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Commonwealth Games: As Katherine Brunt shines with the ball, England defeats New Zealand to win the group
Commonwealth Games: As Katherine Brunt shines with the ball, England defeats New Zealand to win the group
Commonwealth Games: As Katherine Brunt shines with the ball, England defeats New Zealand to win the group
Cricket Commonwealth Games: As Katherine Brunt shines with the ball, England defeats New...

Commonwealth Games: As Katherine Brunt shines with the ball, England defeats New Zealand to win the group

Commonwealth Games: Following a decisive seven-wicket victory over New Zealand, England advanced to the Commonwealth Games semifinals as group champions thanks to Katherine Brunt’s outstanding opening bowling performance.

Issy Wong (2-10) and Sarah Glenn (2-13) both claimed two dismissals as England’s outstanding bowling effort at Edgbaston restricted New Zealand to just 71-9 from their 20 overs. Brunt took two early wickets to set the tone.

After putting up a quick-fire 39 runs for the second wicket with Sophia Dunkley (19) and Alice Capsey (23), stand-in skipper Nat Sciver (7 no) and Amy Jones (18 no) guided England to victory with more than eight overs remaining.

Before the tournament’s last group stage match, both sides had already advanced to the semifinals, but England’s win means they will face Group A runners-up India on Saturday after New Zealand plays tournament favourites Australia.

The triumph gave England a perfect record in group play. Despite the absence of skipper Heather Knight, who was on Wednesday ruled out of the competition due to a hip injury, England also defeated South Africa and Sri Lanka.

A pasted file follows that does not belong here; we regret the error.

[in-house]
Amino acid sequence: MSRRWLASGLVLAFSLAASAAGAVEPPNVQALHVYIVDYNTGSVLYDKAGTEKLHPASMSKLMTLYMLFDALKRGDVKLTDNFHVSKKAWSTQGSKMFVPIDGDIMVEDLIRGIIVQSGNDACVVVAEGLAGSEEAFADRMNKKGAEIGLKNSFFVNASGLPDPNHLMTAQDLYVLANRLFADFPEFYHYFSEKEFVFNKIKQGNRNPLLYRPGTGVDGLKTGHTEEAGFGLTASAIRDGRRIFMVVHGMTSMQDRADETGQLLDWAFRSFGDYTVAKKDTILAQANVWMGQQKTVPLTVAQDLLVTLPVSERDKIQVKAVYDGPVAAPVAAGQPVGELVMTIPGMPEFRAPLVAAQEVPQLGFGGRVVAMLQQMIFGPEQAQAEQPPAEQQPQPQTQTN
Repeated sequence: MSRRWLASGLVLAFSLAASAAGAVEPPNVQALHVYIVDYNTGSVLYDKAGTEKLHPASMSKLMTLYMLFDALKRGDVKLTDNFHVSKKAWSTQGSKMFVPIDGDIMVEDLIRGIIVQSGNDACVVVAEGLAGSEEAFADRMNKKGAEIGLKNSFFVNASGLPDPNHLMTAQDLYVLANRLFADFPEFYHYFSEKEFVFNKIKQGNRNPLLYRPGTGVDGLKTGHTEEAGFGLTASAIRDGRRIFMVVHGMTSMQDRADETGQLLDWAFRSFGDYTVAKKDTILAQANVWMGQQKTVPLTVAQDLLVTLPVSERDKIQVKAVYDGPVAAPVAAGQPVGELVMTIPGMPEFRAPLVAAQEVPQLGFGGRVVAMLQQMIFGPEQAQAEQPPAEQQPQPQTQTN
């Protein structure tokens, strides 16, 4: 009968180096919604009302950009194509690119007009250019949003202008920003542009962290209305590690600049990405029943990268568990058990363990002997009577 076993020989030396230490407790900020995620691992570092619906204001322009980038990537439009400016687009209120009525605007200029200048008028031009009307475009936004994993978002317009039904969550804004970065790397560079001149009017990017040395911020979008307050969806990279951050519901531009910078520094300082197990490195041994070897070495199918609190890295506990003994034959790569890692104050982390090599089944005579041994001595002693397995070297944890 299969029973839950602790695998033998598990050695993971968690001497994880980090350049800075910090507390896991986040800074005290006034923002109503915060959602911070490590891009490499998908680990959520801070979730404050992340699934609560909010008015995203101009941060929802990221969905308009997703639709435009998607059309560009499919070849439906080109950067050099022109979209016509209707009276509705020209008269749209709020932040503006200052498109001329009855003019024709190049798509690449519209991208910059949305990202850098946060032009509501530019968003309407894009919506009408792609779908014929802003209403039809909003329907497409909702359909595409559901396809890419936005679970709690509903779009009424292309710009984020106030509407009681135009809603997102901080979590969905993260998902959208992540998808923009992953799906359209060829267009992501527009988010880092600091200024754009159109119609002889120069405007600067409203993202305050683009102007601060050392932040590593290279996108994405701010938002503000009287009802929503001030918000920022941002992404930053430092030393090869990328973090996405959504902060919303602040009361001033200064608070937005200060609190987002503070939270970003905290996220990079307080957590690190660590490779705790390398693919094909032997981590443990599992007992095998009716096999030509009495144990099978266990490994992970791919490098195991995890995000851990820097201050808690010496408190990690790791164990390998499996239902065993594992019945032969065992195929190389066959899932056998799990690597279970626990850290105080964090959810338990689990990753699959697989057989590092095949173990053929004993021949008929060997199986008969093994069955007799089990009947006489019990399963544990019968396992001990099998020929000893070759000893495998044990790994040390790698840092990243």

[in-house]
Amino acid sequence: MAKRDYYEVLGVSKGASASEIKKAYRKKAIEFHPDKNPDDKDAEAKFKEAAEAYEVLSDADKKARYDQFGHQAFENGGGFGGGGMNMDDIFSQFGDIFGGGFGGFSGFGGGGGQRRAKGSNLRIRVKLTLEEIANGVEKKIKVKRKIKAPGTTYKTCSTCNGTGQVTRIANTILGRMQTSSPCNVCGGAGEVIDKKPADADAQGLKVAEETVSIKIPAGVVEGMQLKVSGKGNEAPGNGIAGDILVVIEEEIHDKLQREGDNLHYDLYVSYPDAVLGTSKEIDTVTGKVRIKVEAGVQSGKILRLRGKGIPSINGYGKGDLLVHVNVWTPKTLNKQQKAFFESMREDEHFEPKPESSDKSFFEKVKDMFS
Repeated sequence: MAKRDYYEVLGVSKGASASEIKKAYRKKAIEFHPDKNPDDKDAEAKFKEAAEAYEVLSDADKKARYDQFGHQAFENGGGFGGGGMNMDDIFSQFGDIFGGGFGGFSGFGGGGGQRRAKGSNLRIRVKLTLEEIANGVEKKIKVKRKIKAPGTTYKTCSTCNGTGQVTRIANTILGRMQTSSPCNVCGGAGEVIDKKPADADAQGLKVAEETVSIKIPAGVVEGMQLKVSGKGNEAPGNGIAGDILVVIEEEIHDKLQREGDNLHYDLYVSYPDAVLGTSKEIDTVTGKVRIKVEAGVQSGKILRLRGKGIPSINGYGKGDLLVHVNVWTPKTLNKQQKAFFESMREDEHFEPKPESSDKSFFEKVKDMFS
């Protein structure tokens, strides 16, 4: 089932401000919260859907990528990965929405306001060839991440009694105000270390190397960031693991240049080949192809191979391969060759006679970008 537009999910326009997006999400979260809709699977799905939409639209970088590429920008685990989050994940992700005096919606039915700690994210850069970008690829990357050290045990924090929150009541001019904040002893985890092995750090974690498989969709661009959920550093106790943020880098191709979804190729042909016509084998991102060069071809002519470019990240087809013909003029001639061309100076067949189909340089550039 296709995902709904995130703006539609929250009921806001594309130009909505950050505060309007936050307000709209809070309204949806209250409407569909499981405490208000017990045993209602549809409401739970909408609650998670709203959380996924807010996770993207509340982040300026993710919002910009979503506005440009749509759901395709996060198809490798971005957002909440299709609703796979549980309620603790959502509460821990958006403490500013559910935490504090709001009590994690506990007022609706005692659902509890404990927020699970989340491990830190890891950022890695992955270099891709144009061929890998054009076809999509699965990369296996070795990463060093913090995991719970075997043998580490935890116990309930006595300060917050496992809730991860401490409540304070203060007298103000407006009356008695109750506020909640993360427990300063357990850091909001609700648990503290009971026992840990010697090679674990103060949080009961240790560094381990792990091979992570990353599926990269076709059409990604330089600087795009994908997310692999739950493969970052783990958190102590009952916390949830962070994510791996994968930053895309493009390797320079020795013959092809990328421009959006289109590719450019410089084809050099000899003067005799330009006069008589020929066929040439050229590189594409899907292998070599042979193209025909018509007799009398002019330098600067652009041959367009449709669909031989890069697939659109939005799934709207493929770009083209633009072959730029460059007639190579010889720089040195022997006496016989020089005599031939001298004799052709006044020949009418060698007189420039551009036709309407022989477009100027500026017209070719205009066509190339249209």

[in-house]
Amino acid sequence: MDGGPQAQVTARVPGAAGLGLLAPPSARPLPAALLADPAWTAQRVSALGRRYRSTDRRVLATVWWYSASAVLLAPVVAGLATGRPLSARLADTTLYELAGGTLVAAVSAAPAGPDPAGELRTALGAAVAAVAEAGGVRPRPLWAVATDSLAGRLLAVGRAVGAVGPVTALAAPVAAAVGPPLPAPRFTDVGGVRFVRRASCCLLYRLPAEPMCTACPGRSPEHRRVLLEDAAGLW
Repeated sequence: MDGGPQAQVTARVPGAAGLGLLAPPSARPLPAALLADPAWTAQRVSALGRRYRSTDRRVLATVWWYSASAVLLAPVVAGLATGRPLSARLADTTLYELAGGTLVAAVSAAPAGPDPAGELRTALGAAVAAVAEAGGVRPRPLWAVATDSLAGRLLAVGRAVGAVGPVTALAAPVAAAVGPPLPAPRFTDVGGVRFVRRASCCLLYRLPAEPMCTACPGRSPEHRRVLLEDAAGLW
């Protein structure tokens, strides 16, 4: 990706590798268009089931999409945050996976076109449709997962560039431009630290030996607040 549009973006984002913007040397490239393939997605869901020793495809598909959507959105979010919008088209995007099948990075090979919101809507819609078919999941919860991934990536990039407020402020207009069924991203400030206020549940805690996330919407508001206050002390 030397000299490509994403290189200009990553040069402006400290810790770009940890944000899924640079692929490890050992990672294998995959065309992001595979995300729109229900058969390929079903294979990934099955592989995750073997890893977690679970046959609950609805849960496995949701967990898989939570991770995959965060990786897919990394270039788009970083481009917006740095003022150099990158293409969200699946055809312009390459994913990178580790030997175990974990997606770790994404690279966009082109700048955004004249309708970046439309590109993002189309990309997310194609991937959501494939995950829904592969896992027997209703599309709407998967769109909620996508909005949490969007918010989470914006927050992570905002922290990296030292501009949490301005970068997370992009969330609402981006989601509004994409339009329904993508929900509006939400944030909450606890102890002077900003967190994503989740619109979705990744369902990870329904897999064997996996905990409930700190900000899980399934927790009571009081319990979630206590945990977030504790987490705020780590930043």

On a warm summer evening in Birmingham, England took command from the first over, with Brunt dismissing Sophie Devine with a resounding bowl as an in-swinging ball sent the New Zealand captain and star batter’s leg stump spinning.

The 37-year-old then dismissed Amelia Kerr in nearly the same way in her second over, while fellow fast Wong then struck in the next over to get rid of Suzie Bates, leaving New Zealand 12-3.

As if things weren’t already bad enough, a disastrous mix-up led to Brooke Halliday being ran out, and Wong then removed Hayley Jensen with a slower ball to thwart New Zealand’s attempts at a counterattack.

After Maddy Green, New Zealand’s leading run-getter was dismissed for 19 by the top-ranked T20I bowler in the world, Sophie Ecclestone, Lea Tahuhu, and Rosemary Mair were also dismissed by England’s Glenn, leaving the White Ferns at 57-9 with five overs remaining in the innings.

The longest and joint-highest partnership of the innings for New Zealand came from Hannah Rowe and Fran Jonas as they persevered to the end of the overs, but 71 was never going to worry England.

New Zealand had some hope when England’s opener Dani Wyatt was dismissed in the first over thanks to a brilliant catch by wicketkeeper Emma Gaze after Jonas’ spin bowling caused the ball to fly high into the air.

To the joy of the Edgbaston crowd, England’s 17-year-old teenage batting prodigy Capsey soon set her side back on track by hitting Tahuhu for four boundaries in a single over.

Capsey, who had scored his first 50 in England’s previous match against South Africa, was quickly dismissed for 23 by Kerr, but there was plenty more proof that he has a very promising future.

When Dunkley joined in on the boundary-hitting, England only needed 27 more runs to win when she was bowled for 19 by Kerr.

Sciver and Jones, the team’s captain, made quick work of it; when Jones advanced to 18 not out from just 10 balls, she displayed some excellent stroke play.

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